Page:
Paul is eloquent on the gap in your life that breaking up your band leaves. “It really hit me hard. It’s only when I look back on it now I can see what an impact it had on my life, even outside of music. I just wanted to stop. I stopped playing music for a long time. I hated going to gigs. When I went to gigs, all it did was remind me of the good days I had with Whipping Boy. I’d be there, and I’d be burning with envy. The few gigs I went to, I inevitably came away from them feeling depressed. The better the gig, the more depressed I felt.” Fergal is pragmatic about what you do with the leftover creative energy: “You join a trade union! You take on management,” he laughs. “You use it in another way. You cause shit for the people who cause shit for you.”

But still: the history of reunions in rock is woeful. Bands return, make repeated threats to do the right thing and record, and play tour after tired tour of 15-year old songs. (I’m thinking of The Pixies. Make it stop!) When Whipping Boy come back, will there be new work?
Fergal gets in first. “Well we can’t really say that for certain, can we? As such, yet.”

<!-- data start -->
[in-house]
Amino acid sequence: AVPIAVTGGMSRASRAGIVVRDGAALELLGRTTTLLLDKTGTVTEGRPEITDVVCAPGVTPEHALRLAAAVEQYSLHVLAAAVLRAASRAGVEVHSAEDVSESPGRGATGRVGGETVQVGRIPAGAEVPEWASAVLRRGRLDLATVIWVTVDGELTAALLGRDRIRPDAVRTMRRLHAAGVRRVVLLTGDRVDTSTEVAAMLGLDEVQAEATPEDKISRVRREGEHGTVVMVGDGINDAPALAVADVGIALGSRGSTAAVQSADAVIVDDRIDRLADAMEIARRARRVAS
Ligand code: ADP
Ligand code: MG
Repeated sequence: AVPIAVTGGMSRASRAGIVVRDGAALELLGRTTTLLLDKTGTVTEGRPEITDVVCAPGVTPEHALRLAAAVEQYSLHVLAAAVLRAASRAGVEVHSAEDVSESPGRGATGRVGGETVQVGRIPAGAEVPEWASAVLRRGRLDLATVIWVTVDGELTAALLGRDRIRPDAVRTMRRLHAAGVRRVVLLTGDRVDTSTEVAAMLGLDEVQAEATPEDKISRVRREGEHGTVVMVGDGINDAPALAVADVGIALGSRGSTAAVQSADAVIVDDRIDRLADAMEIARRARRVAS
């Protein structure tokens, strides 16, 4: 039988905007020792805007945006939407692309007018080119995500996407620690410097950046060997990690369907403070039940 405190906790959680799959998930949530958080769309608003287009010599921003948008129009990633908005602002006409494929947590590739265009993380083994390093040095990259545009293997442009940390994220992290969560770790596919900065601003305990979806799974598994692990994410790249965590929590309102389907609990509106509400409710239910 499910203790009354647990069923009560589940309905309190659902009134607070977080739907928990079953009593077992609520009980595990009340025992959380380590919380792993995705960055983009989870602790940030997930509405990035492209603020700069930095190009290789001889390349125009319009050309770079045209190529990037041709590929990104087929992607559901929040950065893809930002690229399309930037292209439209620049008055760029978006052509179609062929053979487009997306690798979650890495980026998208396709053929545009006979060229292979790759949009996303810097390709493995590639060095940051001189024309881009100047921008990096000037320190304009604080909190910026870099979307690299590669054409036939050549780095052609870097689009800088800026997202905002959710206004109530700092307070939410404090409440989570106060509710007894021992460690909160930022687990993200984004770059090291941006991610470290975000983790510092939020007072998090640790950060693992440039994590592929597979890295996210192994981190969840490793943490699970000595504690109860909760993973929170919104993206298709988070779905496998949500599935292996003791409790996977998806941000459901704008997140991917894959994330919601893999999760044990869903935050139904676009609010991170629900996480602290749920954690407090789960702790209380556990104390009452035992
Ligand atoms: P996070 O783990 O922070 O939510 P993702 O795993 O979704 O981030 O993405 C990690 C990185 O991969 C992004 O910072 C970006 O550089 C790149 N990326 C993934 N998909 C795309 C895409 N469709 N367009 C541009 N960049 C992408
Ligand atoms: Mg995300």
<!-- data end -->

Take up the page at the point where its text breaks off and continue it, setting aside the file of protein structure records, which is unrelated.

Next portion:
“No,” says Paul. “When we got together, there was no plan really beyond playing these few gigs. I think we’d all like to think that Whipping Boy could write and record a new record. If I didn’t think, at the time that we were asked, that there was that glimmer of hope, I probably wouldn’t have been as interested. Because I don’t really get the whole reunion thing, generally. Many of the bands that I’ve seen reunite have been very disappointing. House Of Love – really bad. I saw The Stranglers a few years ago, but they had a different singer. I think there has to be some vitality and point to a band’s existence. Just getting back to play three gigs, it has a nostalgia value, and maybe on a very selfish and personal level, that you want to get out there and play together again. I’d like to think we’d record. But come January, after the gigs, if we don’t feel a spark, we probably won’t do anything again.”